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Historic Poverty Bay and the East Coast, N.I., N.Z.

Maori King's Flag Hoisted at Waiapu

Maori King's Flag Hoisted at Waiapu

During 1862, Tamatatai, a Waiapu native, attended a Kingite meeting in the Waikato. He brought back with him two Maori king flags. As he had travelled back home along the shores of the Bay of Plenty he had proclaimed that the Maori king desired that all the pakehas, including the missionaries, should be sent away. When the Maori king flags were hoisted at Wai-o-matatini, Mokena Kohere raised the Queen's flag at Rangitukia. A Kingite delegation from the Waikato attended the consecration ceremony in connection with the new Anglican church at Manutuke on 19 April, 1863. They brought with them a Maori king flag. Henare Apatere—known as “Bottle of Smoke”—came from Wairoa in May, and delivered a series of fiery speeches in support of the King movement.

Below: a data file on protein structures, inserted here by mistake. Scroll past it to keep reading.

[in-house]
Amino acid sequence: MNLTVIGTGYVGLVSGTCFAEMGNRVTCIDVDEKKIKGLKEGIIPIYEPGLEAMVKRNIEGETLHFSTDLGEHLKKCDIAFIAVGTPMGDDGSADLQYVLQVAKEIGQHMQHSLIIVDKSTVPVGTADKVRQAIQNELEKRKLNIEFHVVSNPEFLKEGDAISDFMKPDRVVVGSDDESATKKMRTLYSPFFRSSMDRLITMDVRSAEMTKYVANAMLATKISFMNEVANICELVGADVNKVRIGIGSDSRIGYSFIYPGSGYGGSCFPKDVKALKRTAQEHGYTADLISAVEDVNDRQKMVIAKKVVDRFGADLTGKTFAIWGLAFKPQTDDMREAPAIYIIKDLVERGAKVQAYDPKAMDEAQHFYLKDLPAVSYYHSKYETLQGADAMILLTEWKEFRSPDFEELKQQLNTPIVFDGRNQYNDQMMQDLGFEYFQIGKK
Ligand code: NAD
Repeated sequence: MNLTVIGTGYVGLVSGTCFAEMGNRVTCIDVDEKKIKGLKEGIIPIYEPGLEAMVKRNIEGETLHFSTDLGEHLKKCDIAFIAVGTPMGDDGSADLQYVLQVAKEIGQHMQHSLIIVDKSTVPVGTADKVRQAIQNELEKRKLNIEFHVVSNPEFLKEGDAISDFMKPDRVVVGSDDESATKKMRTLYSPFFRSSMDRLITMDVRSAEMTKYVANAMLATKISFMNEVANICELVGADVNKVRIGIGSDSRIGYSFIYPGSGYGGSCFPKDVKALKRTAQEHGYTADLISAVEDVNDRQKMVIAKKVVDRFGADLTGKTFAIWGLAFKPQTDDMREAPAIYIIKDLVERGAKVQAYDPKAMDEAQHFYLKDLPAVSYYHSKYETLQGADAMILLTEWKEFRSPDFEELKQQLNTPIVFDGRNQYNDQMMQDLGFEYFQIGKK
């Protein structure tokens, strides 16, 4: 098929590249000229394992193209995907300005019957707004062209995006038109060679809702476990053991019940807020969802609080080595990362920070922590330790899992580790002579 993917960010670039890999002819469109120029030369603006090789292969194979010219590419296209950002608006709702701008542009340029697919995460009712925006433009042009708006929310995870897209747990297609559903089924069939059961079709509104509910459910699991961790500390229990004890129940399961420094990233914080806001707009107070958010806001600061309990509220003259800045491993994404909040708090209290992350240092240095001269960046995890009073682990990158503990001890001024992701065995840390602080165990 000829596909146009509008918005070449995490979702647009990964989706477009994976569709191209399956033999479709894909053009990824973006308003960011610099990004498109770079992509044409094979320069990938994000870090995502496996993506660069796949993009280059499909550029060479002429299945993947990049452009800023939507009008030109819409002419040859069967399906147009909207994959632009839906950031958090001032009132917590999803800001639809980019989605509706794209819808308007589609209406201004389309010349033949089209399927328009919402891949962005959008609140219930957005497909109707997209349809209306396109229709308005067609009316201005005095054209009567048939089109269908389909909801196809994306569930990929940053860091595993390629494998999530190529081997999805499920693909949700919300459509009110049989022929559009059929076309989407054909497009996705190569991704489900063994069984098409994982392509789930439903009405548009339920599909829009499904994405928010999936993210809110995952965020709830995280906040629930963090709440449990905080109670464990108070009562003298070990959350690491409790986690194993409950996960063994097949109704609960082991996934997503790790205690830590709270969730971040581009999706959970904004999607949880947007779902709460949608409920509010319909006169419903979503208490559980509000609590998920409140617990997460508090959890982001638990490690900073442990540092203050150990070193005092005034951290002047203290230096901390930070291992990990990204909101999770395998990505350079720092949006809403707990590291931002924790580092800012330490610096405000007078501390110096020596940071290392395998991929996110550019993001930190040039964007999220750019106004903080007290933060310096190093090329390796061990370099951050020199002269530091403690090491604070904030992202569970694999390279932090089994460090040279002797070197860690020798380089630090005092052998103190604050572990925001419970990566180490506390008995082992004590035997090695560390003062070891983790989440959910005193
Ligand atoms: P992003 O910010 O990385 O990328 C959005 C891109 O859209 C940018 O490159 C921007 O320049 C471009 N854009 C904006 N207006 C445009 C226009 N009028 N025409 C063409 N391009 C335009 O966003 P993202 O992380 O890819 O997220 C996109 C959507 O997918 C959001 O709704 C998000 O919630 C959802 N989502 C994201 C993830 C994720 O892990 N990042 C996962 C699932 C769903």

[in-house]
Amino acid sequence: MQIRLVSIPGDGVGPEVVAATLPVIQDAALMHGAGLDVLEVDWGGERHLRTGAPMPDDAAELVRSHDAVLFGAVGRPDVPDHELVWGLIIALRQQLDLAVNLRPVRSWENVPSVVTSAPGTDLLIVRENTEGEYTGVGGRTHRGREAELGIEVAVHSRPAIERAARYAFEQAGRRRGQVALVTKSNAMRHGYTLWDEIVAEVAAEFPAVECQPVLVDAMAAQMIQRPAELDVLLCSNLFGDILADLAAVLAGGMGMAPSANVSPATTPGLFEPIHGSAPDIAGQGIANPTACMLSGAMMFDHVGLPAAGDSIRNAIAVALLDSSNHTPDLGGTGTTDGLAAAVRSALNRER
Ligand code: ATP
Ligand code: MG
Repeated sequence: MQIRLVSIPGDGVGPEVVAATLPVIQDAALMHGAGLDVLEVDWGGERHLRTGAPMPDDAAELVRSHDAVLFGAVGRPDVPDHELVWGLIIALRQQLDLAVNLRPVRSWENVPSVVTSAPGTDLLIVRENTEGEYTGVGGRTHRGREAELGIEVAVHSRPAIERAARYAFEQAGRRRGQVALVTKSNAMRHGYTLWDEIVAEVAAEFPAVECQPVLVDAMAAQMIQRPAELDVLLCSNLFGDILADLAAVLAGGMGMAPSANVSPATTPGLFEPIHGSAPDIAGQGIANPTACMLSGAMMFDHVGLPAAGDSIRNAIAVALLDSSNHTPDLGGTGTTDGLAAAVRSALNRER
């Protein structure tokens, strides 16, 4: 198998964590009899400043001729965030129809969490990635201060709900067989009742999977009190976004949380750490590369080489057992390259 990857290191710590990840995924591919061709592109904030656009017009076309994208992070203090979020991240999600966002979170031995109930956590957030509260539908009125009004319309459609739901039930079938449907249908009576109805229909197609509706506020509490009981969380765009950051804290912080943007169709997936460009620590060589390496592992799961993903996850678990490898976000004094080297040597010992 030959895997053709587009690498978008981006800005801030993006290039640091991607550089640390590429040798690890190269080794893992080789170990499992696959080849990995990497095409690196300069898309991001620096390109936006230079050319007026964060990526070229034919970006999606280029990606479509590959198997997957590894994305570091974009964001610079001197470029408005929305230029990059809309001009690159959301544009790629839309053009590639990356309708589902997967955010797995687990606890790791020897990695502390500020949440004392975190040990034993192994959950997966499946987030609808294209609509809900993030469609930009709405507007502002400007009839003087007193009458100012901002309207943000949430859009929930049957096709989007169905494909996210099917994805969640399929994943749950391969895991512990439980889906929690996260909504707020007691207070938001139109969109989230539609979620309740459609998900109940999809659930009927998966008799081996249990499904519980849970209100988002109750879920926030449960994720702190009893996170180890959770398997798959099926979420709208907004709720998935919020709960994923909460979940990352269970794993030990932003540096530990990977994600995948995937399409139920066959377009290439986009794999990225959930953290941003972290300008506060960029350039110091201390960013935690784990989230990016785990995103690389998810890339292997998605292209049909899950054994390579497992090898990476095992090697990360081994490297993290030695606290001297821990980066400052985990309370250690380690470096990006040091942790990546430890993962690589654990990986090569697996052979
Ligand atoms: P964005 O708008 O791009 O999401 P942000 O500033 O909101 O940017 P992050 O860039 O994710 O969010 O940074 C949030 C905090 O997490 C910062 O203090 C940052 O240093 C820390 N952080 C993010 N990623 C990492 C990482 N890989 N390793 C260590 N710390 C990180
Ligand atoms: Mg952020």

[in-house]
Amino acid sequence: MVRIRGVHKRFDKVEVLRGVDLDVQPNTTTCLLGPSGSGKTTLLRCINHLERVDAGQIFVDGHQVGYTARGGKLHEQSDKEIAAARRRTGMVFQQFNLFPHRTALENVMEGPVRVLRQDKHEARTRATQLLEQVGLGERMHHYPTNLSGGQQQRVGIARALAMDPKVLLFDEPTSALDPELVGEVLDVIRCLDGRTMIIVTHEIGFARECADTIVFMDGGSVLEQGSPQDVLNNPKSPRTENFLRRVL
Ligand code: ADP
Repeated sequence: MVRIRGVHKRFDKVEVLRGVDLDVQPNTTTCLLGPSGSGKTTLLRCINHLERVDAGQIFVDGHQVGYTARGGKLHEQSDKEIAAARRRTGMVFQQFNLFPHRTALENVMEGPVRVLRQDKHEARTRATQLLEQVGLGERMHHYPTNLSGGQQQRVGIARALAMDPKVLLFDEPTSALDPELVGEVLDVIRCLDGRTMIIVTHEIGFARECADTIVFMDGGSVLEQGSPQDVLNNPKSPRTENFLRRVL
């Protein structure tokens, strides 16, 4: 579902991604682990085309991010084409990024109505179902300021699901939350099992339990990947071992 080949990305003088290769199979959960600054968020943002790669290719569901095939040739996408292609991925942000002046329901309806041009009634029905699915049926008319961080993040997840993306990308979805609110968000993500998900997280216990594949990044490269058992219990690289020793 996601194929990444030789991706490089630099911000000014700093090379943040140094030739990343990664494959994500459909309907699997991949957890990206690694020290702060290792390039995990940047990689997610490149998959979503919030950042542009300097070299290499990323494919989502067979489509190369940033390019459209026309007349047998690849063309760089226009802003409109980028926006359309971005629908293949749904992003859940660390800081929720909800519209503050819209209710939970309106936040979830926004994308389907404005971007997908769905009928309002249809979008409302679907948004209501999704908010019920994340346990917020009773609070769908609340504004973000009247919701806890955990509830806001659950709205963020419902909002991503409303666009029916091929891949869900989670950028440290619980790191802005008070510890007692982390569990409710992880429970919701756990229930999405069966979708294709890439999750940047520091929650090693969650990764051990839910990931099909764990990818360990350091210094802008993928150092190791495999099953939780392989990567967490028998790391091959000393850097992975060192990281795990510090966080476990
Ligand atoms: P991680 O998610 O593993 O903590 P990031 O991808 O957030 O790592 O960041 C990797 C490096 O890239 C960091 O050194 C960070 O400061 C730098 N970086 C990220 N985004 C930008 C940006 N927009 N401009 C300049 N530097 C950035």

Shortly after the outbreak of war in the Waikato in July, 1863, between forty and fifty Ngati-Porou left Waiapu to assist the rebels. They were followed in January, 1864, by another contingent which had been recruited by Kingite emissaries. The Southern Cross (Auckland) published a letter from a Poverty Bay settler, stating that he and his fellow-residents “would give half they possessed in return for more protection.” Governor Grey wrote to Bishop W. Williams, W. L. Williams and Captain Harris for their views, which he sent to the Home authorities. They were agreed that Poverty Bay was not in danger of molestation and that, if an armed force were sent for its protection, the reaction among the natives might take the form of greatly increased excitement. In his reply, W. L. Williams stated that page 214 one old settler had told him “that he for one would be sorry to give one half of his possessions to make sure of losing the other half!”